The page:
In a commission report from the Center for Global Development, regional experts argue that U.S. policymakers should embrace a development-centered agenda in Pakistan to complement the current focus on security.
In a new CGD report, U.S. and Pakistani development experts urge a substantial revamp of the U.S. approach to Pakistan, saying that U.S. efforts to build prosperity in the nuclear-armed nation with a fledgling democratic government, burgeoning youth population, and shadowy intelligence services are not yet on course.
Much of the report focuses on how to improve the U.S. aid program in Pakistan, but a revamped U.S. strategy would start with a greater reliance on trade—offering duty-free, quota-free access for all Pakistan exports to the U.S. market for at least five years—and increased incentives for investment, such as new forms of risk insurance and credit programs for Pakistan's small and medium enterprises.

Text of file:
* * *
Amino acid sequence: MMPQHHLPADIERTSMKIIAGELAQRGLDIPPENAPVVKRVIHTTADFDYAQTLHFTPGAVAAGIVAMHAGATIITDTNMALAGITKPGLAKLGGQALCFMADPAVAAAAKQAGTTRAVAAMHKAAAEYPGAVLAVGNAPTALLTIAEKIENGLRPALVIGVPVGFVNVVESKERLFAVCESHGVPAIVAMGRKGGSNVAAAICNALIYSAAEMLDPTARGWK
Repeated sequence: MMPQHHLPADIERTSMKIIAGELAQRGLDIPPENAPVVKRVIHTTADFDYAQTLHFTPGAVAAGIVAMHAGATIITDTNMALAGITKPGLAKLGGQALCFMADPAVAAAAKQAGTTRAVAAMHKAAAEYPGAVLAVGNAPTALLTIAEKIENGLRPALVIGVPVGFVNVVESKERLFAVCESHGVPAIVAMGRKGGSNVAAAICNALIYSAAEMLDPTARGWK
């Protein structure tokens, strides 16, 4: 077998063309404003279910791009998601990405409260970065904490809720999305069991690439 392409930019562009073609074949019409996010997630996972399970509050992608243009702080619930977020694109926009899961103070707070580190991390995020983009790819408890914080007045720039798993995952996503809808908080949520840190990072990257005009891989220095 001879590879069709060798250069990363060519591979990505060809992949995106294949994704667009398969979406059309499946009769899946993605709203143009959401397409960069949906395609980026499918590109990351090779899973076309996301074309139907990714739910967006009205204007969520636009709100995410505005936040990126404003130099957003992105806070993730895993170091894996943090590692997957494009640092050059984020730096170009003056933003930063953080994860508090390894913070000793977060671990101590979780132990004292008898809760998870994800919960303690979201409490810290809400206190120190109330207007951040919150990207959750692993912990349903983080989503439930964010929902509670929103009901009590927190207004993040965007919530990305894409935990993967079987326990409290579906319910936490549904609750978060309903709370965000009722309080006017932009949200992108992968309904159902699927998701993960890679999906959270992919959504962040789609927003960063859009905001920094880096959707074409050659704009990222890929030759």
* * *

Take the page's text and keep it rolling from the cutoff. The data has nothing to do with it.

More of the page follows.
“The United States is way off course in Pakistan,” says CGD president Nancy Birdsall, who convened the study group and is the lead author of the report. “It's heavily focused on security while neglecting low-cost, low-risk investments in jobs, growth, and the long haul of democracy building.”